Warren County Commonwealth’s Attorney Chris Cohron had not filed a response to the shock probation motion as of Friday.
At Gall’s sentencing, Cohron argued for the imposition of the four-year sentence reached through a plea agreement, saying that probating Gall at that point would unduly depreciate the serious nature of the offense.
The City-County Planning Commission of Warren County recommended for approval Thursday a zoning change that would allow The Club at Olde Stone LLC to develop nearly 27 acres on Old Scottsville Road with single-family residences, a new golf course and additional uses related to the course.
Olde Stone developer Jim Scott proposed to rezone 26.95 acres at 4031 Old Scottsville Road from agriculture to planned unit development, which would enable Olde Stone to develop the property with a new golf course and a maximum of 15 lots for single-family residences.
“The following represent permitted uses: a par 3 golf course and ancillary uses such as a club house, meeting space, bed and breakfast, and/or maintenance facility; and single-family, detached residences,” the general development plan included in Olde Stone’s application stated.
The eight commissioners in attendance approved the application unanimously after hearing from engineer Brian Shirley and attorney Darrell Price, who clarified a few points about the plan. No one in attendance spoke against the planned development.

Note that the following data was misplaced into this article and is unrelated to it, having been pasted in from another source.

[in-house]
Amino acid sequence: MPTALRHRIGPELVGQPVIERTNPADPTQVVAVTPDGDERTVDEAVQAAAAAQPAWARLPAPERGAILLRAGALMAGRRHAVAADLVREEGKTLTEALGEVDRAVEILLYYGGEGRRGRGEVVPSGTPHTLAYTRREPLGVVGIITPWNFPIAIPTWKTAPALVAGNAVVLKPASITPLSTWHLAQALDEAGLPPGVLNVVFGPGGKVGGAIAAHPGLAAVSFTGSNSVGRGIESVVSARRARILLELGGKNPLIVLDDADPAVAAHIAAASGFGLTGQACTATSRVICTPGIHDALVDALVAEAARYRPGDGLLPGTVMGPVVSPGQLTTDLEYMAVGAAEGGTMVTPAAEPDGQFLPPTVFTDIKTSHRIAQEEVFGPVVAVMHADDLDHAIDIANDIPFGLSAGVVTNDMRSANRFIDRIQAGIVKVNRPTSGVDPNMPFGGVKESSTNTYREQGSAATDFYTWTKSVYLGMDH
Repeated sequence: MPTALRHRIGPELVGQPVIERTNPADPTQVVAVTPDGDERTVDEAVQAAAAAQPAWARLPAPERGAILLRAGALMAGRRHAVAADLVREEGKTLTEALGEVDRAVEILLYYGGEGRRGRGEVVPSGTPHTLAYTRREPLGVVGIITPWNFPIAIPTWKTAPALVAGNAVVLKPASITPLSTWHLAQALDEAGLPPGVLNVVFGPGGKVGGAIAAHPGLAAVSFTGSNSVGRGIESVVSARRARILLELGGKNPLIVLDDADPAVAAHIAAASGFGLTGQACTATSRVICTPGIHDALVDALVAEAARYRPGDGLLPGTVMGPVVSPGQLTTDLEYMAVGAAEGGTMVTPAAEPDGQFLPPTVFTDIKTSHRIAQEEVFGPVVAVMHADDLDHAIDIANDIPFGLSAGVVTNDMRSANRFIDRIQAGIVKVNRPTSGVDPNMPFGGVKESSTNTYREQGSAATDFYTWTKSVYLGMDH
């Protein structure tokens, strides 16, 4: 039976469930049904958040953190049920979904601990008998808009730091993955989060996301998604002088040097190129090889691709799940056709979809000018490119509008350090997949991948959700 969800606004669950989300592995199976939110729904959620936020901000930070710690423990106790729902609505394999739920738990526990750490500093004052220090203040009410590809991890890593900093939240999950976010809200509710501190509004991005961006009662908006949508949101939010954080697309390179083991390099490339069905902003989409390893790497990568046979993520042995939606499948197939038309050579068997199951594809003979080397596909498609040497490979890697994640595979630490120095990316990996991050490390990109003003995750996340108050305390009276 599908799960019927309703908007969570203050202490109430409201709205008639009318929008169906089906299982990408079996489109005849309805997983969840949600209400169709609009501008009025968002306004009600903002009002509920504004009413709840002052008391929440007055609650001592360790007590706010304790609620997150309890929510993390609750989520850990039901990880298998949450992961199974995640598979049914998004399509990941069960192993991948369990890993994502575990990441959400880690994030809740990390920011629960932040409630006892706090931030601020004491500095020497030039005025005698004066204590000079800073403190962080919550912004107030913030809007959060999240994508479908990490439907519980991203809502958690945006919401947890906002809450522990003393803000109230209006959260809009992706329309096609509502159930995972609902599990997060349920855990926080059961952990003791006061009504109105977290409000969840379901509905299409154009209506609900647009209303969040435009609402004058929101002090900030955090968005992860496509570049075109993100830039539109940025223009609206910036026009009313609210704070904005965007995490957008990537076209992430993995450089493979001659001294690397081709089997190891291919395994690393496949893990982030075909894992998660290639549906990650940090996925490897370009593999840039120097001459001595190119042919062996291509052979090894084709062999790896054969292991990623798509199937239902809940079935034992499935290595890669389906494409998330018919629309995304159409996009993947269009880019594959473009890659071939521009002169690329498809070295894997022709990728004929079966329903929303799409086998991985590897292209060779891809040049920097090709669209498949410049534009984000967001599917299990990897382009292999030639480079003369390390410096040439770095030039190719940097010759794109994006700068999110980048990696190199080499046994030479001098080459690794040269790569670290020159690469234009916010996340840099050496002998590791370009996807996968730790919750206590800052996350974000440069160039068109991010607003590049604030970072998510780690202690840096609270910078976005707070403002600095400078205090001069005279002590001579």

Olde Stone’s proposal was unique in that it included a golf course. A golf course is considered commercial, but an unlit golf course is a permitted use in the agriculture zone. Since the course is planned to be unlit, developers were able to start months ago on building the short, nine-hole course called The Sinkhole.
The course will feature a putting green and a course of nearly 24,000 square feet featuring holes between 35 and 125 yards long.
The general development plan says temporary lighting for events on the new golf course “shall be limited to use during the event only” and will be “minimally intrusive” to adjacent properties.
Sales/marketing manager Cayla Rios said Olde Stone hopes the new course – designed by member and architect Jerry Lemons – will be open this fall.
A commission staff member indicated that Olde Stone didn’t have to rezone the entire area, but chose to do so. The residential aspects of the proposed development remained the primary reason for the zoning change application.
According to a site review, the property has frontage on Old Scottsville Road, but a privately maintained roadway called Village Way will provide the only access to the golf course and all residential lots.
The property is seeking annexation into the city of Bowling Green. The Bowling Green City Commission approved on first reading Tuesday an ordinance to annex the property, and a second reading is expected June 18.
“I’m glad to have them join in,” Mayor Bruce Wilkerson told the Daily News. “It’s really wise on their part – it would make it consistent for the whole Olde Stone neighborhood.”
The minimum lot size will be 0.40 acres. All homes will be at least 2,500 square feet, and no structure will exceed 21/2 stories, including any ancillary uses for the par 3 golf course.
The applicants agreed to several conditions in their general development plan, including preserving mature, hardwood tree canopies and trying to not disturb any existing sinkholes and wetlands during the development process. If any sinkhole or wetland is disturbed, it “shall be repaired or restored.”